Criminal Sentencing – Intensive Correction Orders

On 1 October 2010 there was a significant change to the sentencing law of New South Wales. On this day Periodic Detention ceased to be a sentencing option in New South Wales and a new community sentencing option called “An Intensive Correction Order” became available. This change is contained in the Crimes (Sentencing Procedure) Act 1999 (Section 7 and Part 5).

An Intensive Correction Order is an order of imprisonment of not more than 2 years made by a Court, which directs that the sentence is to be served by way of intensive correction in the community. An Intensive Correction Order is served in the community under the strict supervision of the Corrective Services NSW.

Periodic Detention Orders were for sentences of similar duration which could then be served by way of “weekend” or “mid-week” detention. Persons who were sentenced to periodic detention would enter a facility run by the Corrective Services on a Friday evening in remain in that facility and be released on a Sunday evening (stage 1) and with reduced time in the facility as one progressed to stage 2.

A person sentence to an Intensive Correction Order may have conditions imposed which include:

  1. Reside only at premises approved by the Probation and Parole Supervisor;
  2. To be subject to random unannounced home visits;
  3. To submit to searches;
  4. To be subject to drug and alcohol testing;
  5. To be subject to electronic monitoring; and
  6. Comply with curfews.

One of the particular conditions that applies to Intensive Correction Orders is that the offender is required to undertake a minimum of 32 hours of community service work per month and is required to engage in activities addressing factors associated with their offending behaviour.

By reason of a decision of the Court of Criminal Appeal in New South Wales R v Boughen: R v Cameron (2012) NSW Court of Criminal Appeal 17, reasons behind a Court determining as to whether or not an Intensive Correction Order was applicable to a particular offender were defined. They were defined to require a Court to find that there was a need for rehabilitation of the offender before a Court could impose such an order.

In R v. Boughen: R v. Cameron, above sighted, it involved two persons sentenced with respect to conspiracies to defraud the Commonwealth. There both offenders were convicted over the evasion of tax and both were persons who were of prior good character and that there was little prospect of reoffending in the future and hence because of that lack of prospect and because of the nature of the allegations there was found by the Court of Criminal Appeal that there was no need then for rehabilitation and as such one of the necessary requirements to be found before the Court could consider an Intensive Correction Order was not available.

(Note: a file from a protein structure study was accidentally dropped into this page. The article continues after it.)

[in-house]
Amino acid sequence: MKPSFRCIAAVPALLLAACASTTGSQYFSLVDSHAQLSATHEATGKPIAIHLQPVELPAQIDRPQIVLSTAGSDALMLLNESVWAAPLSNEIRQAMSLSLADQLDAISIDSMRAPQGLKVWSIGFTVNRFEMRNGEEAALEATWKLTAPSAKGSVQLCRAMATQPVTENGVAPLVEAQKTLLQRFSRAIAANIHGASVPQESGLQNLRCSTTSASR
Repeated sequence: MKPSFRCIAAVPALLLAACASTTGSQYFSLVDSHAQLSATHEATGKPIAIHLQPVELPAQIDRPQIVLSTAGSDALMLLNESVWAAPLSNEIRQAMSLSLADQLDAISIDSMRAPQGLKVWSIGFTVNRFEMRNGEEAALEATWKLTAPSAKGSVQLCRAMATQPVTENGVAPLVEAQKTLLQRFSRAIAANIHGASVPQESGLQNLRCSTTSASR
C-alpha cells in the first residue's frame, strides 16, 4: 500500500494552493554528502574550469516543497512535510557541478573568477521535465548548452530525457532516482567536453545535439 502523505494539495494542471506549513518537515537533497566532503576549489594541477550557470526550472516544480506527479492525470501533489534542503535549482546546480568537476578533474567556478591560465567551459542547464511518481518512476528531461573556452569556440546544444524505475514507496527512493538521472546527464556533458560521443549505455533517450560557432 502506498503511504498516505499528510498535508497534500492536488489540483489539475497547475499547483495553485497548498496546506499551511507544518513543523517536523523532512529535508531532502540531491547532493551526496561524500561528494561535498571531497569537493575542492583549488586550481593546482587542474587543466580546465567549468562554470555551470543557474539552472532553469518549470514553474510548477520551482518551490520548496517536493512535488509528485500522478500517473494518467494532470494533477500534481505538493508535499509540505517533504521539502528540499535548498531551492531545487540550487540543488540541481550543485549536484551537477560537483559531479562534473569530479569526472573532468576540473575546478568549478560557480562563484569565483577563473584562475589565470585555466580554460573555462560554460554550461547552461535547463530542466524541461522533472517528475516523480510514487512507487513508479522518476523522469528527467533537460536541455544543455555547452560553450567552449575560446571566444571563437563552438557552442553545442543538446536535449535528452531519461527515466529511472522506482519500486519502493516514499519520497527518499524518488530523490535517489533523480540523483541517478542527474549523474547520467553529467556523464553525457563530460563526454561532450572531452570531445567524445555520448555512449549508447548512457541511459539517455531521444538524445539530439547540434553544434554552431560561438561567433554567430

This decision is most important because an Intensive Correction Order was an alternative to full time imprisonment and different types of offences where the Court may consider a full time imprisonment but find that there is a need for rehabilitation and that the appropriate sentence to be imposed is of 2 years or less then in such a case the Court can fix a sentence of an Intensive Correction Order but simply because rehabilitation is not found to be factor then that sentencing option is no longer available and hence if a Court considered initially that a gaol sentence was appropriate then that would be the only sentence which could then be imposed.

As a solicitor who practice largely as an advocate in criminal law then it is very important that myself, and solicitors and practitioner advocates in the criminal law, be aware of the sentencing rules and seek to establish, to the satisfaction of the sentencing Judge/Magistrate that rehabilitation is a very much live issue and that if a sentence of imprisonment of 2 years or less is being contemplated then because of the need for rehabilitation that an Intensive Correction Order could be considered as the appropriate sentence to be imposed.


 

This article was written by Michael Kirby, a solicitor who left Adams & Partners in 2014.

Adams & Partners Lawyers is a full-service legal firm founded in 2000, providing a range of legal services including criminal law, finance, property, family law, injury and compensation and business law. Whether you are a business client, or an individual looking for assistance with a personal legal matter, we can help. We work hard for our clients and we are committed to ensuring we obtain the best results for you.

About Adams & Partners Lawyers

Adams & Partners Lawyers is a full-service legal firm founded in 2000, providing a range of legal services including criminal law, finance, property, family law, injury and compensation and business law. Whether you are a business client, or an individual looking for assistance with a personal legal matter, we can help. We work hard for our clients and we are committed to ensuring we obtain the best results for you.